• Terminal POS – It is often seen at the counter. Most of these systems need internet access and also cloud service. They usually come as all-in-one solutions like cash drawers, barcode scanners, and other inclusions. They can easily control internet access by employees as they can use it only for POS software. 

Areas of application – Busy retailers, full-service restaurants, boutiques, grocery stores, magazine or book stores, antique shops, spa, salon, electronic shops etc. 

  • Self-service kiosks – They are basically specialized solutions designed to serve specific purposes. For example, they can be installed for customers to make payments for parking space or time, book movie tickets, etc. A large retail store can also set up some kiosks to enable customers to check out the availability and price of products.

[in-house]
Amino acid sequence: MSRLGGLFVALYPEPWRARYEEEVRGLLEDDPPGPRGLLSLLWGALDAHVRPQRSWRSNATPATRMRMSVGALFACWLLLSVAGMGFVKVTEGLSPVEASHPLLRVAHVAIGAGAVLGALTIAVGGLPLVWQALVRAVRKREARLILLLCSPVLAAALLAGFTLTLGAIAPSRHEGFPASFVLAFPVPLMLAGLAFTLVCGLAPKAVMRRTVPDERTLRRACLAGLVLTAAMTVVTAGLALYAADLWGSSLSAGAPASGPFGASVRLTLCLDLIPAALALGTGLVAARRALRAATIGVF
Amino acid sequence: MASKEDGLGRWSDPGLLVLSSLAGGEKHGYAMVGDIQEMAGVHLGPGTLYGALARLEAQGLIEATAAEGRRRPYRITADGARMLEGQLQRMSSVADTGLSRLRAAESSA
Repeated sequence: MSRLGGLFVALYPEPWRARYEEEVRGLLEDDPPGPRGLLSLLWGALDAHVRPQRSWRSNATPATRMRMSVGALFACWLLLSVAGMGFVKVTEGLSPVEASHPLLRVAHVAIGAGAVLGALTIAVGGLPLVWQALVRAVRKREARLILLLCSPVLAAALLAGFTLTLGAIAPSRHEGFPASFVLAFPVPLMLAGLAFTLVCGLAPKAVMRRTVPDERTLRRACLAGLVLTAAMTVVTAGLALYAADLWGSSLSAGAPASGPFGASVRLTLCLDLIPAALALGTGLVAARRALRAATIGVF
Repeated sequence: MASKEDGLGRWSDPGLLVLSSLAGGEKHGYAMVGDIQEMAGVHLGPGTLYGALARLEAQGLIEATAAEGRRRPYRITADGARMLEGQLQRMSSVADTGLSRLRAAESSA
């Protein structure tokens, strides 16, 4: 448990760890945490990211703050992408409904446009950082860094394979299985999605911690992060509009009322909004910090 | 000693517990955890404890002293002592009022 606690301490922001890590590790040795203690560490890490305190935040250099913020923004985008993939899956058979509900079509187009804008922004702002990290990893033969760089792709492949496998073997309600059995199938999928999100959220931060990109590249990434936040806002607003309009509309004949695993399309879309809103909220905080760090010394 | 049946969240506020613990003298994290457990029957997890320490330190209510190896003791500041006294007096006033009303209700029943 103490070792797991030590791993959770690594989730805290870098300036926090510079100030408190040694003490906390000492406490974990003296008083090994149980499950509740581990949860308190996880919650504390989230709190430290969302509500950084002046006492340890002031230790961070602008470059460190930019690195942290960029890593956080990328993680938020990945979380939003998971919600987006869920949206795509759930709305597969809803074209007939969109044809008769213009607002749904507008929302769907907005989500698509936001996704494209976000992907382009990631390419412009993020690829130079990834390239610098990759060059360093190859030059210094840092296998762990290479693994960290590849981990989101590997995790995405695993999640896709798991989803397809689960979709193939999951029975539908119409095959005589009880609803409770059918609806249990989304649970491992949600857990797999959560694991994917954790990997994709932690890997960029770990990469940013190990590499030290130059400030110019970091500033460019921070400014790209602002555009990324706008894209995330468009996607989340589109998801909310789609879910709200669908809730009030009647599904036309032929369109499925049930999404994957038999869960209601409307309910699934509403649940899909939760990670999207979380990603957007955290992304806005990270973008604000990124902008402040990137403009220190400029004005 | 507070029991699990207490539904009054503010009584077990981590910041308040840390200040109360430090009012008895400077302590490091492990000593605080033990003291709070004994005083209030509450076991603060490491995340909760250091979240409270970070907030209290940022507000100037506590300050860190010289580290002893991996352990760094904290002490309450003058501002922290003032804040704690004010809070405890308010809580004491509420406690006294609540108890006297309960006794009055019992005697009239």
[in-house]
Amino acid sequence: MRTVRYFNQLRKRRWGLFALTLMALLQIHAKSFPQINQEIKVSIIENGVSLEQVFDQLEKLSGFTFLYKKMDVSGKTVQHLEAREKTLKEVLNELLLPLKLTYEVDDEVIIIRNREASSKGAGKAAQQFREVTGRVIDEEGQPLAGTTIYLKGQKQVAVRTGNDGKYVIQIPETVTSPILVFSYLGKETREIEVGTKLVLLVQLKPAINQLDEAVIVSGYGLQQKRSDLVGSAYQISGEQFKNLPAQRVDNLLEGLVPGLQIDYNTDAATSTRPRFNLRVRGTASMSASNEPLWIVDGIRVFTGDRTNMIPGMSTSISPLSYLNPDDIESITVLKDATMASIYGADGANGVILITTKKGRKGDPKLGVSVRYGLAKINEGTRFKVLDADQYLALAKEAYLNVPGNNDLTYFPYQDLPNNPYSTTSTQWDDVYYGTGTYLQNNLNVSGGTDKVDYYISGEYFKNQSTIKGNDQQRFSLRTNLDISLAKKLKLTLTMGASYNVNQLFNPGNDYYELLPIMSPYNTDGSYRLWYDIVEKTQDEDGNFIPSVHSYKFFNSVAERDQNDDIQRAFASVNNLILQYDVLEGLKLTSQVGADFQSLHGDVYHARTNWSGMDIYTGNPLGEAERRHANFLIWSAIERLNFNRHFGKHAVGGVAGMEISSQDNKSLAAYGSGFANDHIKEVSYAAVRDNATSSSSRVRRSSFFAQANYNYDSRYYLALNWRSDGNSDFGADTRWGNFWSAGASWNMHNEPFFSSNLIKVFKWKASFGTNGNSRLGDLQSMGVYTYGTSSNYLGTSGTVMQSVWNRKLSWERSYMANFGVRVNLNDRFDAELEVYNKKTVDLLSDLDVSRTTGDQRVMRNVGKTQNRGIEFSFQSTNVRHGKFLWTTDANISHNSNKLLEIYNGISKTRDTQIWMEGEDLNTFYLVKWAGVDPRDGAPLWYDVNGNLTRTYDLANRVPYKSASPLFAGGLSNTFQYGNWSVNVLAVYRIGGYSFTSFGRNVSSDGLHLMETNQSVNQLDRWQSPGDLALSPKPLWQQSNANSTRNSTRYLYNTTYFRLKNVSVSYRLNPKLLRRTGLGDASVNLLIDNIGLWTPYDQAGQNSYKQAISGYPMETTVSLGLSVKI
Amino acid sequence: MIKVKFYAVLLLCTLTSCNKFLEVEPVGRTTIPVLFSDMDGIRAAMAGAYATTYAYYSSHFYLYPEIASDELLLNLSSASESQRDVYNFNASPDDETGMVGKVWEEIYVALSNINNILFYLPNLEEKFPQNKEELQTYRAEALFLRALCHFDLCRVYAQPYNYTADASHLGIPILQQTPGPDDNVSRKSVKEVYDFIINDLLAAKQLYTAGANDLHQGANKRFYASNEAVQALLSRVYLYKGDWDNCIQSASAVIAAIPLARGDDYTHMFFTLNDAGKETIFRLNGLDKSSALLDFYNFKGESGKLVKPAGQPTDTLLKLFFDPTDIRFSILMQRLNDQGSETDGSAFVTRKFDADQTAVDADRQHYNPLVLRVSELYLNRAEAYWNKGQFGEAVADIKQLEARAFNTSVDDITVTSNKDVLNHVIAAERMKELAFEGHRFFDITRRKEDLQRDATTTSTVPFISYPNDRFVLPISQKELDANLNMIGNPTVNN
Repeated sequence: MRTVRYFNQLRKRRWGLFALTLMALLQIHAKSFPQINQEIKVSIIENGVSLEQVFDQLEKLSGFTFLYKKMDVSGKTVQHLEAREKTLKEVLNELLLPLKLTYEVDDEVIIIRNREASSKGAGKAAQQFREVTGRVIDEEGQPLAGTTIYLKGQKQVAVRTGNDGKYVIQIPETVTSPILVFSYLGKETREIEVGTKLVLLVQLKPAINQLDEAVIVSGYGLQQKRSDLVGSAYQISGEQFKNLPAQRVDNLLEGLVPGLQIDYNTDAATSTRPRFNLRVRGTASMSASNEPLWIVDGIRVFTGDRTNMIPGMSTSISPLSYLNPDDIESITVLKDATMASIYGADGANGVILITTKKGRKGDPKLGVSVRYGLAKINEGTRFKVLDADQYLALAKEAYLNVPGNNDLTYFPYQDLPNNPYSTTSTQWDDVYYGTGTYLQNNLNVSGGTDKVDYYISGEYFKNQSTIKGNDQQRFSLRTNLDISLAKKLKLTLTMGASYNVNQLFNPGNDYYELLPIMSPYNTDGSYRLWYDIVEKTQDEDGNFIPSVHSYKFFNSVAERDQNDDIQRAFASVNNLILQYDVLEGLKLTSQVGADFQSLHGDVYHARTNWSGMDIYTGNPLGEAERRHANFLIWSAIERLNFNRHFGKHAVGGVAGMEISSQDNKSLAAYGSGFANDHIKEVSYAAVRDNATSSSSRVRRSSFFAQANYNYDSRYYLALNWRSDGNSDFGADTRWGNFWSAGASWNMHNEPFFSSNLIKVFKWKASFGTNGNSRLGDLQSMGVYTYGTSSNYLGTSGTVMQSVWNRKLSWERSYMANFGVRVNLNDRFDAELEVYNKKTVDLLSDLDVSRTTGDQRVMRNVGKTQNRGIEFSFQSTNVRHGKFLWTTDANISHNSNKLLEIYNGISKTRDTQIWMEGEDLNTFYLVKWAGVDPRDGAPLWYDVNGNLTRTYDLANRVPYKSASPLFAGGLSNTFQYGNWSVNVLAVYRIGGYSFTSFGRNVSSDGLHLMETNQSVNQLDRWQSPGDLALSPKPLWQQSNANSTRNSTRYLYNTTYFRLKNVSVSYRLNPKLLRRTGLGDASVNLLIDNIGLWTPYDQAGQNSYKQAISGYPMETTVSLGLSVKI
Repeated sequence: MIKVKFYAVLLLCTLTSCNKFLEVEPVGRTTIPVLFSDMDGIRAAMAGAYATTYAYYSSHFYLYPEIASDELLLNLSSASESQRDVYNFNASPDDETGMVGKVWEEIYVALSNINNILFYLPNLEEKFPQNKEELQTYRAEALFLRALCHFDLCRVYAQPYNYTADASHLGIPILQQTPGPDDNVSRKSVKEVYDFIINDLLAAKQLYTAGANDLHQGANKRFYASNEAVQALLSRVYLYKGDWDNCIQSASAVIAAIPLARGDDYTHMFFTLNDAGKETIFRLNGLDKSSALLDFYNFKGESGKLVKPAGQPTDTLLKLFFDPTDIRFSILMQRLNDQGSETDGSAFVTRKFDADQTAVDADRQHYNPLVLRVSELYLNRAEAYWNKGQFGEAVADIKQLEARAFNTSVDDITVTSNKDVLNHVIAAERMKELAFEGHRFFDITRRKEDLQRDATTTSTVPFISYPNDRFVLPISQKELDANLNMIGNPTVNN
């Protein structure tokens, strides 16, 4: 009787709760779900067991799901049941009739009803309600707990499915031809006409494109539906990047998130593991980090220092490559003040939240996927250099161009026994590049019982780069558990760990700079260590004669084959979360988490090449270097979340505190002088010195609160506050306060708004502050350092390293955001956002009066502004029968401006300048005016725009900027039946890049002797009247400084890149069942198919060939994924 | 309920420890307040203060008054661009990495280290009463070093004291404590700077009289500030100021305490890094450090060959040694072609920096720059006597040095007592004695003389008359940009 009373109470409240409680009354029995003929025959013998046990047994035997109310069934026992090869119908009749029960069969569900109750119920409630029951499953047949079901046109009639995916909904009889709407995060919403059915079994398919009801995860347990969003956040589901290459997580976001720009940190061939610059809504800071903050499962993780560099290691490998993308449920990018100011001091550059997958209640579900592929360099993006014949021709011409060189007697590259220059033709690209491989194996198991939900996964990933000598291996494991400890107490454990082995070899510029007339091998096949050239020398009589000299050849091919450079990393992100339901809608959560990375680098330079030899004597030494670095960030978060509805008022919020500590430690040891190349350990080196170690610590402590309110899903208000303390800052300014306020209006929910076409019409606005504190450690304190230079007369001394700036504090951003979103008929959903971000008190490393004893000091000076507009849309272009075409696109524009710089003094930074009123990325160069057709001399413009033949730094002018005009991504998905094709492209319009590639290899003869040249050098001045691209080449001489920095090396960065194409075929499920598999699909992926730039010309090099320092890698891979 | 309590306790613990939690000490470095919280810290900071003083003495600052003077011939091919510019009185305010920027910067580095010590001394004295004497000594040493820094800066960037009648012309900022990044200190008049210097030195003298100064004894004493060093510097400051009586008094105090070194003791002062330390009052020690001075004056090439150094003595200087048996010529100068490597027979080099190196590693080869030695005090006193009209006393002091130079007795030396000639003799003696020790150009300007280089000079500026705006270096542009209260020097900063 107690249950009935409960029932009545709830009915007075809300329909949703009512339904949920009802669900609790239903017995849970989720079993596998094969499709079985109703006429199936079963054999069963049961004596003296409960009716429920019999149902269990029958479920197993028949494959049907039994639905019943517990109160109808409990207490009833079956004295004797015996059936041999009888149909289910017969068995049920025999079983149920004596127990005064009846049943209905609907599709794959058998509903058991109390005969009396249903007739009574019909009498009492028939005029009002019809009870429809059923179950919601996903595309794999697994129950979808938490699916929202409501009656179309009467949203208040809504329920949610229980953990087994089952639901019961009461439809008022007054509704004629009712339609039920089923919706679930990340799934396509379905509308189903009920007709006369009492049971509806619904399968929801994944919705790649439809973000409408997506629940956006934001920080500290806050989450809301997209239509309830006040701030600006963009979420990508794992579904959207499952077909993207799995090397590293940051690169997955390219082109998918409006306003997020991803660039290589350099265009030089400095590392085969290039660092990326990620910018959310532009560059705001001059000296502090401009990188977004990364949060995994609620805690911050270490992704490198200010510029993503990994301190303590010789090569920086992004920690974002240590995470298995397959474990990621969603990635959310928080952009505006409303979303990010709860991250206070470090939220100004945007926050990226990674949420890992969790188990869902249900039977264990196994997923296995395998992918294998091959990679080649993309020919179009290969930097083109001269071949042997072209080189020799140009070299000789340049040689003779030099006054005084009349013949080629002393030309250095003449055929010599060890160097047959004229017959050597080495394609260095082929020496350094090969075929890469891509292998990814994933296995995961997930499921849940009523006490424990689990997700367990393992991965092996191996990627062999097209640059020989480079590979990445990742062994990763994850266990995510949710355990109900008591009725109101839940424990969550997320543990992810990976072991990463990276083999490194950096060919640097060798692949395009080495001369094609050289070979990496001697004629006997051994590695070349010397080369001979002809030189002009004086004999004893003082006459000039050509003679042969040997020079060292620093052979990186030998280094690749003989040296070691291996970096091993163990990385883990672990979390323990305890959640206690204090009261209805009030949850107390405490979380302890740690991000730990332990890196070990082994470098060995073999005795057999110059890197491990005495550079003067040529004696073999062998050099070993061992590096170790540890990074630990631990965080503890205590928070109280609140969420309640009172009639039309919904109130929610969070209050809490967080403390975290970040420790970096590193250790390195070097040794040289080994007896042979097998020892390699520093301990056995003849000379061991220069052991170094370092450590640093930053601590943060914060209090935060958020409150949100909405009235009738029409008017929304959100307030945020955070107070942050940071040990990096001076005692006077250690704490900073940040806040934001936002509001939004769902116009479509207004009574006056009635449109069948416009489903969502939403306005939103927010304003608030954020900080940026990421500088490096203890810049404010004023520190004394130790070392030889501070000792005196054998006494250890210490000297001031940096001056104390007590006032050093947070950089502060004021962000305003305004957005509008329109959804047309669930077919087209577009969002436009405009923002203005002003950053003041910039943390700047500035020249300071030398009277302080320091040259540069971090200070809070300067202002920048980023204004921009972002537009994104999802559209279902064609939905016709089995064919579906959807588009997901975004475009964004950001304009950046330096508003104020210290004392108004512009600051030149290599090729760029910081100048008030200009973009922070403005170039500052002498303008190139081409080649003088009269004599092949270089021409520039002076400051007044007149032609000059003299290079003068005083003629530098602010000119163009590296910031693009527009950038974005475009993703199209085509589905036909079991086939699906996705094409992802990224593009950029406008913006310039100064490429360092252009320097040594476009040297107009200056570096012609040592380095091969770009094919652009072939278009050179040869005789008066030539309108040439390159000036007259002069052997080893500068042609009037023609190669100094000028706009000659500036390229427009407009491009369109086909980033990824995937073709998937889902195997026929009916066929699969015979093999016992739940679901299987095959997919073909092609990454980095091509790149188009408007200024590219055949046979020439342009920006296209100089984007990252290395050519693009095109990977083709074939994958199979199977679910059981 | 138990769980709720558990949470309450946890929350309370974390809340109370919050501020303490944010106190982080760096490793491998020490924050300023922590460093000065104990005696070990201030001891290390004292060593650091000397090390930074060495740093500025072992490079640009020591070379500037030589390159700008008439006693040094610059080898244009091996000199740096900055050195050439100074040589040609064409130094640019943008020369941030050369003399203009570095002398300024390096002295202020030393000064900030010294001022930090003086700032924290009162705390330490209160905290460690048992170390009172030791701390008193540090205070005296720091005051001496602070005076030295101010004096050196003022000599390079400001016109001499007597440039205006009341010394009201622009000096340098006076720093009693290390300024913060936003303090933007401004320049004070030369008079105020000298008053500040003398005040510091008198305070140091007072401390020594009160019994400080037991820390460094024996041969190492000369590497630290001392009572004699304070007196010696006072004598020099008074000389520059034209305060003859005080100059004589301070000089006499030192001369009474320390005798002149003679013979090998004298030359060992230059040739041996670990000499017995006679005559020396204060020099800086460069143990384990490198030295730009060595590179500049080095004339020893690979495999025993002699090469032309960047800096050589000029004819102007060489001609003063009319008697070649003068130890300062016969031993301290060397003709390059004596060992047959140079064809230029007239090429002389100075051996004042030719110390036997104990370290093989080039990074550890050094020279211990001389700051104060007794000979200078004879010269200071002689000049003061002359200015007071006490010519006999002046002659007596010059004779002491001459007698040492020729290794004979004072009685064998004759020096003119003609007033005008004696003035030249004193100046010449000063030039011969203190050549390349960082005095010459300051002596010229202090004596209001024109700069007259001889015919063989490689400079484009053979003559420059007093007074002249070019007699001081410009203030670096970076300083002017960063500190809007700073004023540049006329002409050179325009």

Areas of application – Transportation passes, ticket sales, grocery stores, HR, product lookup, parking, movie tickets, etc. 

  • Multichannel POS – It is ideal for businesses that are not limited to only one physical or online address. Multichannel POS can integrate all the sales across social media, storefronts, and online stores. Hence, a business may not go out of stock easily. 

Areas of application – Physical stores that sell online too, e-commerce brands that have physical stores in different locations, and online sellers engaging in physical pop-ups. 

5 Pros and Cons of Cloud-based, Online POS Systems